Intern Bill of Rights
You have the right to a professional environment free of discrimination and harassment, where the intern enjoys the same respect as other team members.
You have the right to be compensated; if this is not in the form of a stipend or salary, then it can be in-kind. For example, tickets to shows, college credit, formal introductions to artists whom you admire with coffee or lunch paid for by the company, publication, reading or workshop of your own work, etc. You have the right to propose and negotiate expenses for travel and/or housing.
You have the right to dedicated one-on-one mentorship time with at least one professional in the area of your internship (i.e. general management, literary management) and the right to ask for mentors in other areas of interest.
You have the right to a pre-internship meeting with your intern supervisor to set appropriate expectations for success in the workplace, and to get those expectations in writing before your internship begins. If additional work arises, you have the right to have another conversation regarding the scope of your work, and to receive those updated duties in writing.
You have the right to have the organizational culture and structure defined for you. You have the right to ask and be told with whom to raise issues without fear of reprisal. You have the right to an environment that promotes mentorship for career planning. You have the right to receive regular feedback about your work so that you can strengthen your skill set while offering services to the organization. You have the right to adequate instruction, resources, opportunities and training. You have the right to be provided with any resources (office supplies, etc) needed to complete an assigned task. While every job includes mundane tasks that must be accomplished (e.g. making copies, sorting and filing paperwork), you have the right to be assigned and/or be allowed to assist with dramaturgically-focused work that will challenge you creatively and critically and help you develop as a professional in the field.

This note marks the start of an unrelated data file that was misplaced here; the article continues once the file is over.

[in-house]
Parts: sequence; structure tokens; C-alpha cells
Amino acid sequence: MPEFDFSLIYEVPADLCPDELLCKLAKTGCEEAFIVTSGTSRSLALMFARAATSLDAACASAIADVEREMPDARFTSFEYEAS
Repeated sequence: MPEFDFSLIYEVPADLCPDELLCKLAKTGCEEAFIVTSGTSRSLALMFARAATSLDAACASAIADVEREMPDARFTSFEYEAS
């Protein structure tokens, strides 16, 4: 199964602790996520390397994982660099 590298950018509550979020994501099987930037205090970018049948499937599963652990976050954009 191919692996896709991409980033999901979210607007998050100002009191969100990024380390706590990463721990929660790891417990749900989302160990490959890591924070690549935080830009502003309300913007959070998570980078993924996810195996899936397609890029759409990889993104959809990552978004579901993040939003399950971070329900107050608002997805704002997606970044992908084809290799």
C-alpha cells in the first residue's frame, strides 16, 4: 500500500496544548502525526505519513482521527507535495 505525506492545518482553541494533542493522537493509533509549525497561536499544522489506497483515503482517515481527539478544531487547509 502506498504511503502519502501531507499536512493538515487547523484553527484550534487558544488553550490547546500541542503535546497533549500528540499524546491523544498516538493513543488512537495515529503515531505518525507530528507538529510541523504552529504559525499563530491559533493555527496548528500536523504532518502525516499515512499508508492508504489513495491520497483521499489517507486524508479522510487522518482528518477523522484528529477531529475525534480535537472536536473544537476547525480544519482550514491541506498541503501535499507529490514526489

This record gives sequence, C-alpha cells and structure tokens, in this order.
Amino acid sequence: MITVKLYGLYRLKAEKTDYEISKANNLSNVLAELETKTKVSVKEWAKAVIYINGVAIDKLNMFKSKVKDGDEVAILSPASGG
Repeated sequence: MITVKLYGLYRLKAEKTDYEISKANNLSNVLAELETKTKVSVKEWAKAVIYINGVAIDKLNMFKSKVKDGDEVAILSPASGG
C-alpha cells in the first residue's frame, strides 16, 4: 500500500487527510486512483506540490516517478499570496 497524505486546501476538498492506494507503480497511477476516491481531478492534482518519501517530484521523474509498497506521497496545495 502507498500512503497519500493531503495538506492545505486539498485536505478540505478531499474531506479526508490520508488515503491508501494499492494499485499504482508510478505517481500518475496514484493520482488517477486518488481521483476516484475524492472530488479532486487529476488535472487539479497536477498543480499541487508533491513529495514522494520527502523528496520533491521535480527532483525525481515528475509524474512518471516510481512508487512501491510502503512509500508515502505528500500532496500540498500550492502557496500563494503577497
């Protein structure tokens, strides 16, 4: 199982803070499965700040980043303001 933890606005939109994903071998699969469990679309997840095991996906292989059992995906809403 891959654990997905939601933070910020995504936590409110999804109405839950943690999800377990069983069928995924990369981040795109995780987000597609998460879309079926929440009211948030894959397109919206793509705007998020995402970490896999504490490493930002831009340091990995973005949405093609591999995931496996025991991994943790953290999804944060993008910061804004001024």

You have the right to ask to be compensated for any task outside of your internship responsibilities, especially if it is one that is usually provided by a paid staff member. At the end of your internship, You have the right to meet with your supervisor and/or mentor to identify intern successes and strengths and offer constructive feedback on progress toward your career goals.